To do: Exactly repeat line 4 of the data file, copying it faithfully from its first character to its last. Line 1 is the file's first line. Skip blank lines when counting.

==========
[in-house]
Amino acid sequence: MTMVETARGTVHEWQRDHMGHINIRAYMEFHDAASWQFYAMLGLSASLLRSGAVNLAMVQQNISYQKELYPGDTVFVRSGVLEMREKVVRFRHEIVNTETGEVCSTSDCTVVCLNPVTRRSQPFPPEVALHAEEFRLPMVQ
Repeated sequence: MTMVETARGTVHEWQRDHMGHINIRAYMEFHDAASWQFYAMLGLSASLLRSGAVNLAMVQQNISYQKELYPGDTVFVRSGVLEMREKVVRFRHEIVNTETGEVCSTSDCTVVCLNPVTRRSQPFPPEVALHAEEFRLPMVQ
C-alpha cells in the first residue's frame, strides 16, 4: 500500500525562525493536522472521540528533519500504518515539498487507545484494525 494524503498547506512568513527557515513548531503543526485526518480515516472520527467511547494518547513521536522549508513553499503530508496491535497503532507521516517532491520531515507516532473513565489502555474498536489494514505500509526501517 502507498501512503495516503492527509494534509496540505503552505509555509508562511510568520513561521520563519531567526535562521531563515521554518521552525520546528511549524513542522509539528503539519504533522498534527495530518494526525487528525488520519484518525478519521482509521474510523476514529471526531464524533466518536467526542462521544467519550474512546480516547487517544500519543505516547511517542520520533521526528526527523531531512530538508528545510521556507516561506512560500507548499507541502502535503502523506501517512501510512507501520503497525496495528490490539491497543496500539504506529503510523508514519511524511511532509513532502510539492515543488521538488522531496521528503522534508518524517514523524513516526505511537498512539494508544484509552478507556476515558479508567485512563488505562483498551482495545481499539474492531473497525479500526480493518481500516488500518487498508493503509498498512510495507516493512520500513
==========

C-alpha cells in the first residue's frame, strides 16, 4: 500500500525562525493536522472521540528533519500504518515539498487507545484494525 494524503498547506512568513527557515513548531503543526485526518480515516472520527467511547494518547513521536522549508513553499503530508496491535497503532507521516517532491520531515507516532473513565489502555474498536489494514505500509526501517 502507498501512503495516503492527509494534509496540505503552505509555509508562511510568520513561521520563519531567526535562521531563515521554518521552525520546528511549524513542522509539528503539519504533522498534527495530518494526525487528525488520519484518525478519521482509521474510523476514529471526531464524533466518536467526542462521544467519550474512546480516547487517544500519543505516547511517542520520533521526528526527523531531512530538508528545510521556507516561506512560500507548499507541502502535503502523506501517512501510512507501520503497525496495528490490539491497543496500539504506529503510523508514519511524511511532509513532502510539492515543488521538488522531496521528503522534508518524517514523524513516526505511537498512539494508544484509552478507556476515558479508567485512563488505562483498551482495545481499539474492531473497525479500526480493518481500516488500518487498508493503509498498512510495507516493512520500513